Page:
Assembly members highlight Orleans/Niagara BOCES to address ‘middle-skills’ gap
GOP in Assembly wants to establish youth apprenticeship program for many technical careers
Press Release, State Assembly Minority Conference
SANBORN – Assemblymen Ken Blankenbush (R,C,I-Black River), Mike Norris (R,I,C,Ref-Lockport) and Angelo Morinello (R,C,I,Ref-Niagara Falls), alongside other members of the Assembly Minority Conference, hosted a forum on Tuesday evening in Sanborn to discuss the best ways to transition students from high school into the workplace and ensure they possess the skills required to obtain a career in the trade or field of their choosing.
The Assembly Minority Task Force on Learning for Work hosted its first of six regional forums at Orleans/Niagara BOCES. Specifically, the forum sought feedback from educational, trade and industrial leaders, students and the public in regard to the proposed Learning for Work Program (A.4255, Ra) and its role in helping to address the “middle-skills gap” in the state.
“Our Conference’s ‘Learning for Work’ legislation would create an apprenticeship program aimed at furthering students’ workplace education through hands-on experience, helping to prepare them for a wide variety of technical careers,” said Assemblyman Blankenbush, task force co-chairman. “There are available jobs out there, and if we can successfully combine coursework with real-world training, we can pair up skilled workers with those vacant positions. Our state’s economic health, viability and competitiveness depend on a well-trained, skilled workforce.”
“Four-year degrees are a great tool for some individuals to achieve their career goals, but too many young people are told at an early age they must obtain one in order to succeed. That’s simply not the case,” said Assemblyman Norris, task force co-chairman. “As early as middle school, we must start encouraging more students to enroll in technical and trade-school programs, and that starts with proper messaging. Success should not be measured by how long someone goes to school; it should be measured by how well-suited an individual is for the program and career path they’re on.”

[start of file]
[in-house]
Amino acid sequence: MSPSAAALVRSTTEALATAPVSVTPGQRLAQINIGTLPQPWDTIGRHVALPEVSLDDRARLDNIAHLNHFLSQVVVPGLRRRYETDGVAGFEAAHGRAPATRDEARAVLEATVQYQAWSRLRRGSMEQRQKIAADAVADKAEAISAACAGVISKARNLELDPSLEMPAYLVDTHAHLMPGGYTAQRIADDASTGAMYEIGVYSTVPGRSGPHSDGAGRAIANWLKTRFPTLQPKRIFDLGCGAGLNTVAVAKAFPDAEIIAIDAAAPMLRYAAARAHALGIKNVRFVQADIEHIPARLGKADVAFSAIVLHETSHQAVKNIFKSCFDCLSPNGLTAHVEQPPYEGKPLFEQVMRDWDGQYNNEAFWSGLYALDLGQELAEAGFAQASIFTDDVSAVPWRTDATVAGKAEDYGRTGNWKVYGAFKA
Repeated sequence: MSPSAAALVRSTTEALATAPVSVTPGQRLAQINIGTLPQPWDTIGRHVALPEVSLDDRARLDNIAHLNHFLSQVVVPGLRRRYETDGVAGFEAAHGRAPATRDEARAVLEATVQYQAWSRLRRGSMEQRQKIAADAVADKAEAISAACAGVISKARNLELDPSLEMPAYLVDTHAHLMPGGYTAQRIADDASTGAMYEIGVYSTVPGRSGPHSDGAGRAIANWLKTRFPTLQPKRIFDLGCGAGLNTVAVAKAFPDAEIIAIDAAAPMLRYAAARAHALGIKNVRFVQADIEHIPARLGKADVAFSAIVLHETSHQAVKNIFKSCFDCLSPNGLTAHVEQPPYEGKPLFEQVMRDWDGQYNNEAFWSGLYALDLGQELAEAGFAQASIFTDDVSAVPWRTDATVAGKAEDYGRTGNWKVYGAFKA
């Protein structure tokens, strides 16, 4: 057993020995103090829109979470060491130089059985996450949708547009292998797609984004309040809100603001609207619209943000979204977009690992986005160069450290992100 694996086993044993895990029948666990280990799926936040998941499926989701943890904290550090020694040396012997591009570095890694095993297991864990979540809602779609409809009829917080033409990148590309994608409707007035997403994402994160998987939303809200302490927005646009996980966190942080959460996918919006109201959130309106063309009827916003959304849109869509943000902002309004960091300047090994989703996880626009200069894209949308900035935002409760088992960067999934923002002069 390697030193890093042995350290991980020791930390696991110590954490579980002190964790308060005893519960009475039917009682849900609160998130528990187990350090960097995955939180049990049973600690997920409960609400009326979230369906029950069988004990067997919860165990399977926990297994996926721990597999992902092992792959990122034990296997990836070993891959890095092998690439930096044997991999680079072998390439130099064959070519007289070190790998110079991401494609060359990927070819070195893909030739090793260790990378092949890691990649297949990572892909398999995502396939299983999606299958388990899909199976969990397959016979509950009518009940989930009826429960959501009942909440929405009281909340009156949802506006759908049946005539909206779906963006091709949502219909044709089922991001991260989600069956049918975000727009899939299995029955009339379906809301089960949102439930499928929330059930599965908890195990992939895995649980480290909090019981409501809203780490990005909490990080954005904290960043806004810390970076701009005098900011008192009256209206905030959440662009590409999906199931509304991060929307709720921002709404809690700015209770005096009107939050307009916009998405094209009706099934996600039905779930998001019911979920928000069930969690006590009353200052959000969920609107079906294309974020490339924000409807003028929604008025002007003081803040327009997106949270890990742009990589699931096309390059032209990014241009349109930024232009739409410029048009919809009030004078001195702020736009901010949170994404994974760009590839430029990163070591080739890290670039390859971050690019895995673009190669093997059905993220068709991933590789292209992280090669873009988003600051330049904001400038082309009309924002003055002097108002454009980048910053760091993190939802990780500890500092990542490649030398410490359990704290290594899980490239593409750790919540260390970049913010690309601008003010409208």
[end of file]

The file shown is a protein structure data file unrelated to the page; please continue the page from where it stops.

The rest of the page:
The feedback and first-hand information gathered during the task force forums will be used to better understand the strengths of, and areas in which to improve, current legislation to ensure all students are well-equipped to enter the 21st Century workforce. At the conclusion of the forums, a report, including a summary of findings and targeted policy solutions, will be generated and brought to the Legislature.
“When it comes to workforce development, more can be done to prepare students for their potential career paths early on in high school. Rather than touting the benefits of earning a degree from a four-year college, we should acknowledge that every student has a different skill set. The Learning for Work Program goes to great lengths to provide students with workplace experience and valuable skills that will help them later in life,” said Assemblyman Morinello. “If we continue exposing students to real-life experiences and utilizing BOCES programs, apprentice programs, community colleges’ course offerings and foster relationships with the local business community, we can help fill the skills gap that currently exists in New York.”
“This task force is seeking to build on the legislation our Conference has been promoting for years, and further integrate support for learning and skills-development and long-term employment by bridging the skills gap that currently exists,” said Assemblyman Steve Hawley (R,C,I-Batavia). “I am confident what we have learned here this evening will help to elaborate on the framework that currently exists and set today’s students up for successful futures.”
The next regional forum is scheduled for Tuesday, Oct. 22, at Mohawk Valley Community College in Utica. For more information about the task force, please contact the Assembly Minority Office of Public Affairs at 518-455-5073.